HARVARD UNIVERSITY DINING SERVICES
The Harvard University Dining Services (HUDS) group oversees physical plant and culinary operations for 14 kitchens and serveries within the undergraduate residential houses, 9 retail food service outlets, and associated central commissary, bakery, and catering groups. As is commonplace with organizations that manage a robust asset portfolio, HUDS found themselves having accumulated many assets over the years and outgrowing their current management practices. They identified the need to create a tool that would help them manage their current portfolio while being scalable to support an indefinite number of additional assets.
HUDS partnered with ISES in their mission to develop an Asset Renewal, Maintenance, and Disposition Plan for their physical plant components and culinary furniture, fixtures, and equipment (FF&E). ISES helped them delineate the steps necessary to accomplish their goal and, together, they created a multi-phase approach utilizing a combination of ISES methodologies. ISES then assembled a team experienced with commercial culinary processes and equipment, in addition to all physical plant components, to execute the plan.
The primary step in this process was field verification and inventory of all interior plant, building system components, and culinary FF&E. Comprehensive data was gathered for population of the equipment module of the ISES Asset Management System (AMS). Additionally, bar code tags were applied to the equipment items during this step.
ISES Life Cycle Model (LCM) techniques were applied to all of the new components in order to formulate replacement schedules and costs. ISES also outlined maintenance procedures and associated time and cost estimates in an effort to create a protocol for HUDS to follow when deciding whether to maintain, run to failure and repair, or run to failure and replace an asset.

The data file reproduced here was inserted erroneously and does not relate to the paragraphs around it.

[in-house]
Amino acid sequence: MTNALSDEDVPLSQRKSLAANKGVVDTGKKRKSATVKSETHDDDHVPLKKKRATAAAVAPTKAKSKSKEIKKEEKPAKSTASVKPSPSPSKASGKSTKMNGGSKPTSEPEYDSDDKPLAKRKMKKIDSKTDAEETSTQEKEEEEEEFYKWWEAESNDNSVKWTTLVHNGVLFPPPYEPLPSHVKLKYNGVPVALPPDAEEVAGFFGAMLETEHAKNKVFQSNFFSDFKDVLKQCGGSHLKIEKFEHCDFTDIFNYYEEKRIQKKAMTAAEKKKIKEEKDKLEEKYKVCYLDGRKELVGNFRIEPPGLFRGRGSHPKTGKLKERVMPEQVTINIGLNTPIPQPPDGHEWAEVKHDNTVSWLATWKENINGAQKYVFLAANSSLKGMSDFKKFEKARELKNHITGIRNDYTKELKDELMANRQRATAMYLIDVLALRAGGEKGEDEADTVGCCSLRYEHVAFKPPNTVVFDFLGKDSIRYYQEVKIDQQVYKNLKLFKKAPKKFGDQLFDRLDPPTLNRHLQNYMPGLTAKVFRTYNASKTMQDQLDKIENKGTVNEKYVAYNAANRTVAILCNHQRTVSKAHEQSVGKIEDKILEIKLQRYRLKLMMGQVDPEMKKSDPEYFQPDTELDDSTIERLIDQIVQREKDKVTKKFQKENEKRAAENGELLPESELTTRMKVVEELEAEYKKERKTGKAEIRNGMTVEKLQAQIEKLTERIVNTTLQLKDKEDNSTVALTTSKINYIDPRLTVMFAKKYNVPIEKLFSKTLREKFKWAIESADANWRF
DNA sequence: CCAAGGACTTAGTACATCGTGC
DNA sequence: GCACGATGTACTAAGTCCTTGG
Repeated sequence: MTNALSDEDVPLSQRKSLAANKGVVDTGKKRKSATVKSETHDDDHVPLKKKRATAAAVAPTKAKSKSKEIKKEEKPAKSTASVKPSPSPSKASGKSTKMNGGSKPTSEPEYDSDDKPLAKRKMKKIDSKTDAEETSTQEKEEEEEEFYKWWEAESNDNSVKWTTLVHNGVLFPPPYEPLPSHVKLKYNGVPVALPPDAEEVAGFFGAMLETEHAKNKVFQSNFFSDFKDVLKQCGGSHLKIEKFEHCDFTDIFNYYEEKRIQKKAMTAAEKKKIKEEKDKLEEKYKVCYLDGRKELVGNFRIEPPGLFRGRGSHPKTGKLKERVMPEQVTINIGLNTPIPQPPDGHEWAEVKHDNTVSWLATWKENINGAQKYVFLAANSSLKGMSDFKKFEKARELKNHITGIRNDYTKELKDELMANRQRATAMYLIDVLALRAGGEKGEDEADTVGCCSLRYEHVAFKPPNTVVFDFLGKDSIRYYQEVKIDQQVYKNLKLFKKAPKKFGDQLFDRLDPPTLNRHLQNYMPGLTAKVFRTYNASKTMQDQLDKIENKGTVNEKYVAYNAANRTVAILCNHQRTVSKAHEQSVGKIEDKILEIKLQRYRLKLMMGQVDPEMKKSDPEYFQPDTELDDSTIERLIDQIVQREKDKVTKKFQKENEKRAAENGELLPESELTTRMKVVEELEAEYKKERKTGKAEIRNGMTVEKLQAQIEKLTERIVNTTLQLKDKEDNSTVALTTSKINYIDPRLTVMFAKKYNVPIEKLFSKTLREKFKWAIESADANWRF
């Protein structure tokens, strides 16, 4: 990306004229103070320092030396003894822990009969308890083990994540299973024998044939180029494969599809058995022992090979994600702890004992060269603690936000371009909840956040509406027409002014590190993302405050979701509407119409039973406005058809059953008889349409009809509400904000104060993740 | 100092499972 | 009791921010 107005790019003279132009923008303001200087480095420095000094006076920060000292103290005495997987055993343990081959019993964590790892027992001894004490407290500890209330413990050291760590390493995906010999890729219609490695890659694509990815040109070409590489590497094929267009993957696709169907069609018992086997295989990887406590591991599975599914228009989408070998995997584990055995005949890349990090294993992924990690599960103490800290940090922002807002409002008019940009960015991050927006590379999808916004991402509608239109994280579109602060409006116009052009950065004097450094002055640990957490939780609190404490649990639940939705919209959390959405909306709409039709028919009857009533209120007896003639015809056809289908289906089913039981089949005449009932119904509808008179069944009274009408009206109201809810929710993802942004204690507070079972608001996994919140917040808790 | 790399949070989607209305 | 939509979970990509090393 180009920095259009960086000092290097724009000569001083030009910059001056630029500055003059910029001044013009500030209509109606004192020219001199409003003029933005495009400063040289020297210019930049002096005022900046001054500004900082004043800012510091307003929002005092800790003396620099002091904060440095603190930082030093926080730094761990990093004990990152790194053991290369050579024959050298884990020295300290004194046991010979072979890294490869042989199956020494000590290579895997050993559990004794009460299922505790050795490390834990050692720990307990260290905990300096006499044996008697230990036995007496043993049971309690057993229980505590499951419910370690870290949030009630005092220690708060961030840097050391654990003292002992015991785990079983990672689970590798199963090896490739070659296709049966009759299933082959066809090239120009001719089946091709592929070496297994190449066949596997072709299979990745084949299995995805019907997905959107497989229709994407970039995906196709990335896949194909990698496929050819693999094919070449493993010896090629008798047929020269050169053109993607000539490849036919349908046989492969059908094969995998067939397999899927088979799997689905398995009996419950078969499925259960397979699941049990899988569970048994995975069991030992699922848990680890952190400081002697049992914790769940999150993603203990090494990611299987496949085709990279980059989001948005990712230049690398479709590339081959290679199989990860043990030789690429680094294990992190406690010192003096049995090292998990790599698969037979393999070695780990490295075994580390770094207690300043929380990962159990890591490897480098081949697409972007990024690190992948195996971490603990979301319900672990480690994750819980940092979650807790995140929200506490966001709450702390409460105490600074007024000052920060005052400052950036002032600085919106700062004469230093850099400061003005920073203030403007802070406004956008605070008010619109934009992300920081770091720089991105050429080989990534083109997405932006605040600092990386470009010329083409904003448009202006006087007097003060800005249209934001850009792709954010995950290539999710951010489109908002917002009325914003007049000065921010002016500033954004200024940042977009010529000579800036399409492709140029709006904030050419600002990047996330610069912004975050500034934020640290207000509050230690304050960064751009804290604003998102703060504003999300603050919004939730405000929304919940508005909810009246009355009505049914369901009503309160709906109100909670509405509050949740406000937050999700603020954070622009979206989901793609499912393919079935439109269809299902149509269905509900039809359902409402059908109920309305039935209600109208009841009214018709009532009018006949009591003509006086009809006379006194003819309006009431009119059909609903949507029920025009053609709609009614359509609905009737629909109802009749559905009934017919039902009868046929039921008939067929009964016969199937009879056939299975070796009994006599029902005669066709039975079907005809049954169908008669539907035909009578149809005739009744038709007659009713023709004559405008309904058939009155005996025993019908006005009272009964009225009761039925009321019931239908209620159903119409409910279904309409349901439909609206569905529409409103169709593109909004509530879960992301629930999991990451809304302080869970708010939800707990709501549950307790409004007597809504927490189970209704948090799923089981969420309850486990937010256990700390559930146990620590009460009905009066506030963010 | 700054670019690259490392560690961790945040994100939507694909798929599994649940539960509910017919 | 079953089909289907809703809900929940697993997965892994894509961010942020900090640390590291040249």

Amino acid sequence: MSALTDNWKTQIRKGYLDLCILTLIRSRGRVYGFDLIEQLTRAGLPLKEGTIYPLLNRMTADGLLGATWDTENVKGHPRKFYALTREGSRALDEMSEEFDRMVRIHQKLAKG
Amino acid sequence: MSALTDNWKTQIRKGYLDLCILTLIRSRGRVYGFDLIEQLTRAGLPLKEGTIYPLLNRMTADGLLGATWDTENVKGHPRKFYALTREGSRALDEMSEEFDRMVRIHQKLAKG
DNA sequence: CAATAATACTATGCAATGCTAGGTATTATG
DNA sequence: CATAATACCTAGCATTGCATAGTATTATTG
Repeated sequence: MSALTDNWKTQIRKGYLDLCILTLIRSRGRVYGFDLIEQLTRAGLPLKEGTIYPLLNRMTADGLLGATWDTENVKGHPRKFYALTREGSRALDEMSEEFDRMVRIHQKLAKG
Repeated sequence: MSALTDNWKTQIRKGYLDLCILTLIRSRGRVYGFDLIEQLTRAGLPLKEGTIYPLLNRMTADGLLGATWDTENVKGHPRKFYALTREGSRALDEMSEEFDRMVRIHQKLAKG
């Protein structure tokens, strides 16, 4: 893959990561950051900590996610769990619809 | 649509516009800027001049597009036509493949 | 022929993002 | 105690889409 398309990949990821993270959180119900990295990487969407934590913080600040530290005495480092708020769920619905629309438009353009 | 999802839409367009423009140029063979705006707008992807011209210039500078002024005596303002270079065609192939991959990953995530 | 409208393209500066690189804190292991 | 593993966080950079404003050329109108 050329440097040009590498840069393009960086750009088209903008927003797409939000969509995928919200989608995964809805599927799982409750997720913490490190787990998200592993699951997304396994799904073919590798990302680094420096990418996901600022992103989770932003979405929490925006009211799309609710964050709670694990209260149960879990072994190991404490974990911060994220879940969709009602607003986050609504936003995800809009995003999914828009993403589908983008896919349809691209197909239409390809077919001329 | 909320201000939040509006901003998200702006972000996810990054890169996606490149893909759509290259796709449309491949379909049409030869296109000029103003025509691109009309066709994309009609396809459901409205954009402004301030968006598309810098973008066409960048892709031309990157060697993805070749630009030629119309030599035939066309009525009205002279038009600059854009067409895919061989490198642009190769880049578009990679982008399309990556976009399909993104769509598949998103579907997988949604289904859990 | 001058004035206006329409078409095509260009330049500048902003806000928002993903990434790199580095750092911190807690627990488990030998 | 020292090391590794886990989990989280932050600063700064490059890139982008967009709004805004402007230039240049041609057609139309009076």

HUDS was effectively furnished with a database that helps them track, replace, or modify an asset with the click of a button. They now have a strategic planning tool that allows them to establish a long-term capital needs plan by forecasting renewal needs, budgets, and schedules. Lines were also drawn between the management of components of HUDS responsibility and that of other campus organizations. A select HUDS team was trained in the operation of the ISES Asset Management System (AMS) software and now has the use of all modules at their fingertips. The ISES team will always be available to help them utilize the system effectively.
This collaboration was required by HUDS to be completed in under 17 weeks. With diligent effort and communication on both sides, this goal was realized. Within this time, HUDS proficiently utilized the flexibility of the ISES service portfolio. By combining the ISES services and creating the opportunity for them to research the management aspects of culinary FF&E, both groups mutually benefited from the partnership.